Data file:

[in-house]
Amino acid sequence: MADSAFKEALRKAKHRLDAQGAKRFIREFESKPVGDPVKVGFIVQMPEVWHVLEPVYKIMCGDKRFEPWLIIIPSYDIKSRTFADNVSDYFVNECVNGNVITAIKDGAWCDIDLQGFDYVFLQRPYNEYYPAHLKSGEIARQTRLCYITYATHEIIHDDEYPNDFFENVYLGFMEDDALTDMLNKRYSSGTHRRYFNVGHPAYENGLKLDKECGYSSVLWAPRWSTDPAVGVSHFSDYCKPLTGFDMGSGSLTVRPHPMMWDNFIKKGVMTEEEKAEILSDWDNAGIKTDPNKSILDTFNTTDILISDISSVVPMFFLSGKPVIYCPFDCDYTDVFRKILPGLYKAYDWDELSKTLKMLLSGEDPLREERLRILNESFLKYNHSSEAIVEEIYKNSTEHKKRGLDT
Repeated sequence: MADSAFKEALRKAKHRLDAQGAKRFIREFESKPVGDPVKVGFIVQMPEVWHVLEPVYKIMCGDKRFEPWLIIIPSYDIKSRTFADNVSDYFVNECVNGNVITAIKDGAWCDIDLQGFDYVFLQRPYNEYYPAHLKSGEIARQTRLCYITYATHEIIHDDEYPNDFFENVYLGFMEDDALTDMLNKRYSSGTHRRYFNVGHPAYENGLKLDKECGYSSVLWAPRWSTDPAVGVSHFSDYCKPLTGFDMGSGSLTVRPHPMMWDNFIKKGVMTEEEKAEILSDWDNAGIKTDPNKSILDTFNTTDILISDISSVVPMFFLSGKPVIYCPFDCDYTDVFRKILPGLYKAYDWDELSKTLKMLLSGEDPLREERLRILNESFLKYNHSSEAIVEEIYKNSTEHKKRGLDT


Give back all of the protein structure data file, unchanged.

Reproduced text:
[in-house]
Amino acid sequence: MADSAFKEALRKAKHRLDAQGAKRFIREFESKPVGDPVKVGFIVQMPEVWHVLEPVYKIMCGDKRFEPWLIIIPSYDIKSRTFADNVSDYFVNECVNGNVITAIKDGAWCDIDLQGFDYVFLQRPYNEYYPAHLKSGEIARQTRLCYITYATHEIIHDDEYPNDFFENVYLGFMEDDALTDMLNKRYSSGTHRRYFNVGHPAYENGLKLDKECGYSSVLWAPRWSTDPAVGVSHFSDYCKPLTGFDMGSGSLTVRPHPMMWDNFIKKGVMTEEEKAEILSDWDNAGIKTDPNKSILDTFNTTDILISDISSVVPMFFLSGKPVIYCPFDCDYTDVFRKILPGLYKAYDWDELSKTLKMLLSGEDPLREERLRILNESFLKYNHSSEAIVEEIYKNSTEHKKRGLDT
Repeated sequence: MADSAFKEALRKAKHRLDAQGAKRFIREFESKPVGDPVKVGFIVQMPEVWHVLEPVYKIMCGDKRFEPWLIIIPSYDIKSRTFADNVSDYFVNECVNGNVITAIKDGAWCDIDLQGFDYVFLQRPYNEYYPAHLKSGEIARQTRLCYITYATHEIIHDDEYPNDFFENVYLGFMEDDALTDMLNKRYSSGTHRRYFNVGHPAYENGLKLDKECGYSSVLWAPRWSTDPAVGVSHFSDYCKPLTGFDMGSGSLTVRPHPMMWDNFIKKGVMTEEEKAEILSDWDNAGIKTDPNKSILDTFNTTDILISDISSVVPMFFLSGKPVIYCPFDCDYTDVFRKILPGLYKAYDWDELSKTLKMLLSGEDPLREERLRILNESFLKYNHSSEAIVEEIYKNSTEHKKRGLDT